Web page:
IGF And The Brain

IGF-1 and
the brain

Being a rather large peptide, there’s question on the blood/brain barrier but
this study shows another beneficial effect of IGF.

Eur J
Pharmacol. 2004 Apr 19;490(1-3):25-31.

Signaling by insulin-like growth factor 1 in brain.

Bondy CA, Cheng CM.

Developmental Endocrinology Branch, Bldg. 10/10N262, 10 Center Dr, NICHD, NIH,
Bethesda, MD 20892, USA.

The homologous insulin and insulin-like growth factor (IGF) receptors are both
expressed in the brain, in overlapping but distinct neuroanatomical patterns.
In contrast to insulin, IGF1 is also highly expressed within the brain and is
essential for normal brain development. IGF1 promotes projection neuron growth,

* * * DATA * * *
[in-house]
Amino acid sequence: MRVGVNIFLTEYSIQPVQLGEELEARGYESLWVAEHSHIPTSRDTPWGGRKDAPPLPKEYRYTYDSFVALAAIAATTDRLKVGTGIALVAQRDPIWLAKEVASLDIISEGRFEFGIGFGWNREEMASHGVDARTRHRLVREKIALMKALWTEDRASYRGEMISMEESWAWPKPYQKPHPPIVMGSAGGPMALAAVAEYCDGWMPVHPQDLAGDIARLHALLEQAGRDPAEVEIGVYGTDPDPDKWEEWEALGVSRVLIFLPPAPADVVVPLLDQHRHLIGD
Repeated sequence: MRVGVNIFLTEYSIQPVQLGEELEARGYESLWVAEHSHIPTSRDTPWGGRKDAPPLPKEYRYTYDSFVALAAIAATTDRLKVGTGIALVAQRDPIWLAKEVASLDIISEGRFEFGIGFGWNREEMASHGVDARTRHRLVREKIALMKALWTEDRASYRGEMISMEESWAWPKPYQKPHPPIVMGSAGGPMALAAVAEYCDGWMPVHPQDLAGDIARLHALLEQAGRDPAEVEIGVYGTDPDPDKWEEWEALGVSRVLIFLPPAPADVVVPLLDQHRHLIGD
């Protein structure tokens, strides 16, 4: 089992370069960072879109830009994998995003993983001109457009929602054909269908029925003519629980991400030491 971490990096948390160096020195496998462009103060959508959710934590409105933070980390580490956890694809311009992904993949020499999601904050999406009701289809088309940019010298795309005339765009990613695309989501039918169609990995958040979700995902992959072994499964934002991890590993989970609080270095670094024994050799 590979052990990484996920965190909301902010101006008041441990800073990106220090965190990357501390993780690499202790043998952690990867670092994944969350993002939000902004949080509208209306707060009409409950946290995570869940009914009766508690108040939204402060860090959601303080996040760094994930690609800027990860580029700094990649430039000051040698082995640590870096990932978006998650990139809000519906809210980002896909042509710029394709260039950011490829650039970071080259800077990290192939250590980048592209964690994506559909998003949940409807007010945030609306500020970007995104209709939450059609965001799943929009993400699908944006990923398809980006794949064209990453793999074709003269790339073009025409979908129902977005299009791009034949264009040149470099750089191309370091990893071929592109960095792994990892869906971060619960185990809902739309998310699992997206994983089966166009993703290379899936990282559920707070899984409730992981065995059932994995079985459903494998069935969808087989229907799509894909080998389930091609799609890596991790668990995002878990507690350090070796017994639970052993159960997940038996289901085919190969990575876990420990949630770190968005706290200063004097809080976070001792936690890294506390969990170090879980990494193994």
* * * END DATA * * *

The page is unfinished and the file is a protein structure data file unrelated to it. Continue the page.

dendritic arborization and synaptogenesis. IGF1 acts in an autocrine and/or
paracrine manner to promote glucose utilization, using phosphatidylinositol 3
kinase (PI3K)/Akt, also known as protein kinase B (PKB)/glycogen synthase
kinase 3beta (GSK3beta) pathways similar to insulin signaling in peripheral
tissues. IGF1 promotes neuronal survival during normal brain development mainly
in hippocampal and olfactory systems that depend on postnatal neurogenesis.
IGF1′s anabolic and neuroprotective roles may be coordinated by inhibition of
GSK3beta. The identification of GSK3beta as a major target of brain IGF1
signaling provides a unifying pathway for IGF1′s well-established anabolic and
anti-apoptotic functions, with IGF1-induced inhibition of GSK3beta triggering
multifaceted anabolic and neuroprotective effects.

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